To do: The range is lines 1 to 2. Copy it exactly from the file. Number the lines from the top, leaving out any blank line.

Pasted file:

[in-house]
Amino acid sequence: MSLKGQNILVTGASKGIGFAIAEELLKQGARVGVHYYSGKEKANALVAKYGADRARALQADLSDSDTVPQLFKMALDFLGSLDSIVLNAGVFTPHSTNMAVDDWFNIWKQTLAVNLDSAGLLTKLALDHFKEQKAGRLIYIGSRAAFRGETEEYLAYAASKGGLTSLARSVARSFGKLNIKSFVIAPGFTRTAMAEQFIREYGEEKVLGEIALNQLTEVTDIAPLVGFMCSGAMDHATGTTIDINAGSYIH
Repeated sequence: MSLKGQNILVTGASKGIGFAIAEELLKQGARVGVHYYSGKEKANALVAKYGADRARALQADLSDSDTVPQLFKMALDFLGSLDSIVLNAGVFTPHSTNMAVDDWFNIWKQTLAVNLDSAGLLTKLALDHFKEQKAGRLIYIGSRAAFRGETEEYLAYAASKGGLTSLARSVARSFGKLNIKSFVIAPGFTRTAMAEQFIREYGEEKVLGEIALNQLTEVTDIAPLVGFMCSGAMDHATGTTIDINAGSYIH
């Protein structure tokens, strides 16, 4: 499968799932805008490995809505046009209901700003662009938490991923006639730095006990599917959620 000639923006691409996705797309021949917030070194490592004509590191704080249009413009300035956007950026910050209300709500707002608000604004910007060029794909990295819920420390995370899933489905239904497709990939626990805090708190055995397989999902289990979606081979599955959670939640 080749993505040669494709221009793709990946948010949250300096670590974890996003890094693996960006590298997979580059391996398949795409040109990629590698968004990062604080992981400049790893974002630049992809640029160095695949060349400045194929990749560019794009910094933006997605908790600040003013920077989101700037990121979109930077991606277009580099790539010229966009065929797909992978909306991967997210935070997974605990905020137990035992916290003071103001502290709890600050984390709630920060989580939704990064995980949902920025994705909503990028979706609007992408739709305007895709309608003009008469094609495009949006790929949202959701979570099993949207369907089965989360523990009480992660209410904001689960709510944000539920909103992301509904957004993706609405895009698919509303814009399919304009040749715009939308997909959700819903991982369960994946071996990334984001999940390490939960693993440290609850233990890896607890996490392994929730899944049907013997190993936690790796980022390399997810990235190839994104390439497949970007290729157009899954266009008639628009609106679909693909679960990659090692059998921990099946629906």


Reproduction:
[in-house]
Amino acid sequence: MSLKGQNILVTGASKGIGFAIAEELLKQGARVGVHYYSGKEKANALVAKYGADRARALQADLSDSDTVPQLFKMALDFLGSLDSIVLNAGVFTPHSTNMAVDDWFNIWKQTLAVNLDSAGLLTKLALDHFKEQKAGRLIYIGSRAAFRGETEEYLAYAASKGGLTSLARSVARSFGKLNIKSFVIAPGFTRTAMAEQFIREYGEEKVLGEIALNQLTEVTDIAPLVGFMCSGAMDHATGTTIDINAGSYIH